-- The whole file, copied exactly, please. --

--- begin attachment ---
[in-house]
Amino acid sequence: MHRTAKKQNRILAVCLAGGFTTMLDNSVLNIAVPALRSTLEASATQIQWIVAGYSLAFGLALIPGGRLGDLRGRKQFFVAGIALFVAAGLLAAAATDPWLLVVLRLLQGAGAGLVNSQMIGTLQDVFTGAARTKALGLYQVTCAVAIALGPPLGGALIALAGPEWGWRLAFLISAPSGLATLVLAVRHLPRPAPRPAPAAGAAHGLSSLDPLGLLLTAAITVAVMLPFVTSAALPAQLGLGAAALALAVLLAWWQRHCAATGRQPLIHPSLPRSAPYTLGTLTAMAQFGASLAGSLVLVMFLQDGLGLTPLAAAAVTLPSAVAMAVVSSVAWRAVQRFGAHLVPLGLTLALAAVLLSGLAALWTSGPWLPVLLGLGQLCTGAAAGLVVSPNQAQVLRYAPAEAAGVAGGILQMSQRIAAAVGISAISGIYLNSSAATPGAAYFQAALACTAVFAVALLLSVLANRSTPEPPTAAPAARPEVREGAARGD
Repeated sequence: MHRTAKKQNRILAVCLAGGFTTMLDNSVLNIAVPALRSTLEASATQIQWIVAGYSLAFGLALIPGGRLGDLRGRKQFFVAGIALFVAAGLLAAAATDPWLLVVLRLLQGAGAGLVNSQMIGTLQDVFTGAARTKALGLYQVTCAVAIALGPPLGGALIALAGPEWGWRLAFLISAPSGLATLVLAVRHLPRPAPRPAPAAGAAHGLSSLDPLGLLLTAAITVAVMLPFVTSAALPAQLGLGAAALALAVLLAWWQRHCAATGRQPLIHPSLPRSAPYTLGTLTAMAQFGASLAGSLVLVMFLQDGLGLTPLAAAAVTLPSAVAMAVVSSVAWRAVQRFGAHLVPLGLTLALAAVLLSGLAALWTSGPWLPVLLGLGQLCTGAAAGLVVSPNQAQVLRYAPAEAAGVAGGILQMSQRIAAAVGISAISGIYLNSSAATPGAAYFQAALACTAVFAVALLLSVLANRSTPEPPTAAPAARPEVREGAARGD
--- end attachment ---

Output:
[in-house]
Amino acid sequence: MHRTAKKQNRILAVCLAGGFTTMLDNSVLNIAVPALRSTLEASATQIQWIVAGYSLAFGLALIPGGRLGDLRGRKQFFVAGIALFVAAGLLAAAATDPWLLVVLRLLQGAGAGLVNSQMIGTLQDVFTGAARTKALGLYQVTCAVAIALGPPLGGALIALAGPEWGWRLAFLISAPSGLATLVLAVRHLPRPAPRPAPAAGAAHGLSSLDPLGLLLTAAITVAVMLPFVTSAALPAQLGLGAAALALAVLLAWWQRHCAATGRQPLIHPSLPRSAPYTLGTLTAMAQFGASLAGSLVLVMFLQDGLGLTPLAAAAVTLPSAVAMAVVSSVAWRAVQRFGAHLVPLGLTLALAAVLLSGLAALWTSGPWLPVLLGLGQLCTGAAAGLVVSPNQAQVLRYAPAEAAGVAGGILQMSQRIAAAVGISAISGIYLNSSAATPGAAYFQAALACTAVFAVALLLSVLANRSTPEPPTAAPAARPEVREGAARGD
Repeated sequence: MHRTAKKQNRILAVCLAGGFTTMLDNSVLNIAVPALRSTLEASATQIQWIVAGYSLAFGLALIPGGRLGDLRGRKQFFVAGIALFVAAGLLAAAATDPWLLVVLRLLQGAGAGLVNSQMIGTLQDVFTGAARTKALGLYQVTCAVAIALGPPLGGALIALAGPEWGWRLAFLISAPSGLATLVLAVRHLPRPAPRPAPAAGAAHGLSSLDPLGLLLTAAITVAVMLPFVTSAALPAQLGLGAAALALAVLLAWWQRHCAATGRQPLIHPSLPRSAPYTLGTLTAMAQFGASLAGSLVLVMFLQDGLGLTPLAAAAVTLPSAVAMAVVSSVAWRAVQRFGAHLVPLGLTLALAAVLLSGLAALWTSGPWLPVLLGLGQLCTGAAAGLVVSPNQAQVLRYAPAEAAGVAGGILQMSQRIAAAVGISAISGIYLNSSAATPGAAYFQAALACTAVFAVALLLSVLANRSTPEPPTAAPAARPEVREGAARGD